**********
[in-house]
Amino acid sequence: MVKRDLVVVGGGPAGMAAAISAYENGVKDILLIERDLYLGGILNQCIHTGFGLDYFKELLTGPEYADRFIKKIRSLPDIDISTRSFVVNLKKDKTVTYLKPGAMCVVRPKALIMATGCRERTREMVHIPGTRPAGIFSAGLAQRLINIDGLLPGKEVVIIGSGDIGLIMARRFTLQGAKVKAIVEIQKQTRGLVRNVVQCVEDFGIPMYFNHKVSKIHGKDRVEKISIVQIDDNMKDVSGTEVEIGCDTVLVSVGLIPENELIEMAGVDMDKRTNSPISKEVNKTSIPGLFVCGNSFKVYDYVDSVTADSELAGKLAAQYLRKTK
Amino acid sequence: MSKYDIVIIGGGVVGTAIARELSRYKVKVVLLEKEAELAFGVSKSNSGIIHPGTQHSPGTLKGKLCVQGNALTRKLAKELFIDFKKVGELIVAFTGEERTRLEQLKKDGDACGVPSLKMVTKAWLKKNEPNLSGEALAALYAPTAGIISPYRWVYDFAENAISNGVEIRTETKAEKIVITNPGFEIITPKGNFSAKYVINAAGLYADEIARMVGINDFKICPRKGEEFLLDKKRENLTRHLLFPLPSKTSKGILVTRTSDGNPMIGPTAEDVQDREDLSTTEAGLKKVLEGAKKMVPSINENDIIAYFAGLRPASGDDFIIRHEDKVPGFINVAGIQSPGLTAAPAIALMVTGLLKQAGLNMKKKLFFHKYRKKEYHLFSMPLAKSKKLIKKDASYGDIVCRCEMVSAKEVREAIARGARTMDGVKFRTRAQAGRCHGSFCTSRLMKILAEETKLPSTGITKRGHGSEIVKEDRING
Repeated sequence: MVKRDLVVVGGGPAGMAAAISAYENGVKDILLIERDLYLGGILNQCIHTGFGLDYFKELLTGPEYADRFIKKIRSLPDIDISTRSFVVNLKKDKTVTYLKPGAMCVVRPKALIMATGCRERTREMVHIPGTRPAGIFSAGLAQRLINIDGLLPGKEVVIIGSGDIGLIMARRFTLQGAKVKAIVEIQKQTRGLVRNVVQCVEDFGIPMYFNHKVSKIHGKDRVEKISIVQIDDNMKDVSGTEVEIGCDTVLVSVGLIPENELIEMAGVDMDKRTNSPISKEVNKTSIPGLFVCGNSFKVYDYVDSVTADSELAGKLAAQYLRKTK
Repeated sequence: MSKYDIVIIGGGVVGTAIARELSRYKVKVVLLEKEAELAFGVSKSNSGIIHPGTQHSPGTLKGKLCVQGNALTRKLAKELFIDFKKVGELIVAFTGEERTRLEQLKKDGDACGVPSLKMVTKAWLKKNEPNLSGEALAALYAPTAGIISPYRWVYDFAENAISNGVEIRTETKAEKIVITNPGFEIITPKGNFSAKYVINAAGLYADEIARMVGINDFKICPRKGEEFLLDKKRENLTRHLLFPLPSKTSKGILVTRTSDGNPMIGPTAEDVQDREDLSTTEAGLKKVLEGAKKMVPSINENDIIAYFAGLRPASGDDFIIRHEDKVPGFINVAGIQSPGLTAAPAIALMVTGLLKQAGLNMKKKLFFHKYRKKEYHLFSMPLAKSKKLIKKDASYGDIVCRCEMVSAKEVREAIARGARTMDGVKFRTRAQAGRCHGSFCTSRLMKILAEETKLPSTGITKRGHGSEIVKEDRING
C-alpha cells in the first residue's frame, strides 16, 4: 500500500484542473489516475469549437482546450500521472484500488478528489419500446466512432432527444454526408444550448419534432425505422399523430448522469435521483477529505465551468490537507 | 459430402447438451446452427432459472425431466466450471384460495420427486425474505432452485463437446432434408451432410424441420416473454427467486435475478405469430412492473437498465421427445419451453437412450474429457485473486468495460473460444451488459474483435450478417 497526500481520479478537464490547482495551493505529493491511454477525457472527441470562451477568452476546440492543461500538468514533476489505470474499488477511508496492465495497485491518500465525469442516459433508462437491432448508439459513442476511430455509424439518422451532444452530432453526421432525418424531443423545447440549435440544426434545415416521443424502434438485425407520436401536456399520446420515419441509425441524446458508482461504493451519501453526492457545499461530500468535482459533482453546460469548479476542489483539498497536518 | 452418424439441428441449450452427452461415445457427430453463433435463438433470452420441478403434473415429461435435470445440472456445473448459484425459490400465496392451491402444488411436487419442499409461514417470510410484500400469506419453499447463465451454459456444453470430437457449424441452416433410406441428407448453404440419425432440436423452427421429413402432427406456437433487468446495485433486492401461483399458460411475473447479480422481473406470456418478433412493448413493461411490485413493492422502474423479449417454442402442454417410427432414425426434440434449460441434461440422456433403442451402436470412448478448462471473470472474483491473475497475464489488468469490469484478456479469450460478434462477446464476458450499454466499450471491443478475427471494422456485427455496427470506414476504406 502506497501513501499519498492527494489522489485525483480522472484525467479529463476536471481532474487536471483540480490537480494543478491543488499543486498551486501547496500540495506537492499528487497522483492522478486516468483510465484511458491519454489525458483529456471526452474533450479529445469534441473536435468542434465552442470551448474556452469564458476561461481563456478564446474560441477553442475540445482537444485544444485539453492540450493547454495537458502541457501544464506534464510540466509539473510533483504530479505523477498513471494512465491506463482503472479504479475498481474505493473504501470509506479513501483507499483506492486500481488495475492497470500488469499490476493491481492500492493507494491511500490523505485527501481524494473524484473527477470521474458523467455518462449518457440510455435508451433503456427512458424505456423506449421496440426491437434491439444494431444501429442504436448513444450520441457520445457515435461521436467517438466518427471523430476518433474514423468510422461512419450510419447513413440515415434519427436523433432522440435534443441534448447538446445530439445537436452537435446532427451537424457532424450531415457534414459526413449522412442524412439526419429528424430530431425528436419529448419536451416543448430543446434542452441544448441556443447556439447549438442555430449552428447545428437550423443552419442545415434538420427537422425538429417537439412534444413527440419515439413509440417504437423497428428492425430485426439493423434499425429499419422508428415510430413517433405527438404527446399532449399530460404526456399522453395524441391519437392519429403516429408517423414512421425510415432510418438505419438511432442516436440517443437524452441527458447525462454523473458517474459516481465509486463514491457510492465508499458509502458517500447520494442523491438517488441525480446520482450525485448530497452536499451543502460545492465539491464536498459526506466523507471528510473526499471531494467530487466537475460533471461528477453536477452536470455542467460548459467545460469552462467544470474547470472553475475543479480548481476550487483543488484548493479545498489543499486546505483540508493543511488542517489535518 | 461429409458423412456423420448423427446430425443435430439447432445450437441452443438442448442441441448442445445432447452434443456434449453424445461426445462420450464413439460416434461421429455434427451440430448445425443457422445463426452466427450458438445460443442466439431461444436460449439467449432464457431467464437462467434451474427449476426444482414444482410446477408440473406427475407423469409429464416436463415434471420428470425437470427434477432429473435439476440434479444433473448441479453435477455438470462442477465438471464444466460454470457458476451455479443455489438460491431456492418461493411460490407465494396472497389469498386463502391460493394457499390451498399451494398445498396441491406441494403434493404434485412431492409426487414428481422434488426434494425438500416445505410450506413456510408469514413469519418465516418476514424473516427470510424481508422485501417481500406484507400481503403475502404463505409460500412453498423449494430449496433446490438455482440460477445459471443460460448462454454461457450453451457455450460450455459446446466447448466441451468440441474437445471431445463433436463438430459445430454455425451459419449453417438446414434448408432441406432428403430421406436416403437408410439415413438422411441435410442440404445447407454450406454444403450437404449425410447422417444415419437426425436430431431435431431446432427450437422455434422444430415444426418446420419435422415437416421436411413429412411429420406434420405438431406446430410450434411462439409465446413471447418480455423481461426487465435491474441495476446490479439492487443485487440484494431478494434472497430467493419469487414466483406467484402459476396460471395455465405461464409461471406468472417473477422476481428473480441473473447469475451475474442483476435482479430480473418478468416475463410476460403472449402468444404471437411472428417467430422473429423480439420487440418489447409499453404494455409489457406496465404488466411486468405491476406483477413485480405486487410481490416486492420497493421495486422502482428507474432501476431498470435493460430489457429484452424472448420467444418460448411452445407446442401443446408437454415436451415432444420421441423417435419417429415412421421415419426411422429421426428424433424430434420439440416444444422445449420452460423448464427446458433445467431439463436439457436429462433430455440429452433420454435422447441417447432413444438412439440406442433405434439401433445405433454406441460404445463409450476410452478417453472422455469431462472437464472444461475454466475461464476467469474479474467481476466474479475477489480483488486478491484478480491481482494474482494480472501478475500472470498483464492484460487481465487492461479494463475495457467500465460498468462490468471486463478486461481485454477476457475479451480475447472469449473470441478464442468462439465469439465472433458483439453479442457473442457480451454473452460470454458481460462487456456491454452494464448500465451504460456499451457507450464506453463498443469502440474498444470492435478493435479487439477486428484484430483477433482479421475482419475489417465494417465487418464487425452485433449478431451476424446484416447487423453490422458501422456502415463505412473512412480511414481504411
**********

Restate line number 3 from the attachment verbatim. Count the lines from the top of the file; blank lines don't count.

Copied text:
Amino acid sequence: MSKYDIVIIGGGVVGTAIARELSRYKVKVVLLEKEAELAFGVSKSNSGIIHPGTQHSPGTLKGKLCVQGNALTRKLAKELFIDFKKVGELIVAFTGEERTRLEQLKKDGDACGVPSLKMVTKAWLKKNEPNLSGEALAALYAPTAGIISPYRWVYDFAENAISNGVEIRTETKAEKIVITNPGFEIITPKGNFSAKYVINAAGLYADEIARMVGINDFKICPRKGEEFLLDKKRENLTRHLLFPLPSKTSKGILVTRTSDGNPMIGPTAEDVQDREDLSTTEAGLKKVLEGAKKMVPSINENDIIAYFAGLRPASGDDFIIRHEDKVPGFINVAGIQSPGLTAAPAIALMVTGLLKQAGLNMKKKLFFHKYRKKEYHLFSMPLAKSKKLIKKDASYGDIVCRCEMVSAKEVREAIARGARTMDGVKFRTRAQAGRCHGSFCTSRLMKILAEETKLPSTGITKRGHGSEIVKEDRING